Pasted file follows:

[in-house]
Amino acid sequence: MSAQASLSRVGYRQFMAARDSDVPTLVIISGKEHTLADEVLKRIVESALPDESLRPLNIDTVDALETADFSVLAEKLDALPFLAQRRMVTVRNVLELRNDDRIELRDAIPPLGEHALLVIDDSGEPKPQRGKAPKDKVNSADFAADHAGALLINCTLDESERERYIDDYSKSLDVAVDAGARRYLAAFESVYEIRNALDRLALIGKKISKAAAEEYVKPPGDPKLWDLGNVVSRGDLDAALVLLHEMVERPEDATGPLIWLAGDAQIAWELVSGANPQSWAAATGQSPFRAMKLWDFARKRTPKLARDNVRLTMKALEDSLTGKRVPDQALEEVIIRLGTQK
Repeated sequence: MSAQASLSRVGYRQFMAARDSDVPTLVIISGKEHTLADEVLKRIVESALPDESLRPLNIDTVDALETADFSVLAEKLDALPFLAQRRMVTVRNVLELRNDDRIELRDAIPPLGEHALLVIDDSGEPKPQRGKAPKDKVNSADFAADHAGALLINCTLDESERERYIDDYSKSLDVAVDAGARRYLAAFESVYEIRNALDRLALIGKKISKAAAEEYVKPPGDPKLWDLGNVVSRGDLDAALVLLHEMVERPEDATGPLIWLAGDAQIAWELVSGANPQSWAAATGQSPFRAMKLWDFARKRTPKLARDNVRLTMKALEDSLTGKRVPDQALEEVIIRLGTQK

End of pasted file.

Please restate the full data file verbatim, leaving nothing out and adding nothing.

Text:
[in-house]
Amino acid sequence: MSAQASLSRVGYRQFMAARDSDVPTLVIISGKEHTLADEVLKRIVESALPDESLRPLNIDTVDALETADFSVLAEKLDALPFLAQRRMVTVRNVLELRNDDRIELRDAIPPLGEHALLVIDDSGEPKPQRGKAPKDKVNSADFAADHAGALLINCTLDESERERYIDDYSKSLDVAVDAGARRYLAAFESVYEIRNALDRLALIGKKISKAAAEEYVKPPGDPKLWDLGNVVSRGDLDAALVLLHEMVERPEDATGPLIWLAGDAQIAWELVSGANPQSWAAATGQSPFRAMKLWDFARKRTPKLARDNVRLTMKALEDSLTGKRVPDQALEEVIIRLGTQK
Repeated sequence: MSAQASLSRVGYRQFMAARDSDVPTLVIISGKEHTLADEVLKRIVESALPDESLRPLNIDTVDALETADFSVLAEKLDALPFLAQRRMVTVRNVLELRNDDRIELRDAIPPLGEHALLVIDDSGEPKPQRGKAPKDKVNSADFAADHAGALLINCTLDESERERYIDDYSKSLDVAVDAGARRYLAAFESVYEIRNALDRLALIGKKISKAAAEEYVKPPGDPKLWDLGNVVSRGDLDAALVLLHEMVERPEDATGPLIWLAGDAQIAWELVSGANPQSWAAATGQSPFRAMKLWDFARKRTPKLARDNVRLTMKALEDSLTGKRVPDQALEEVIIRLGTQK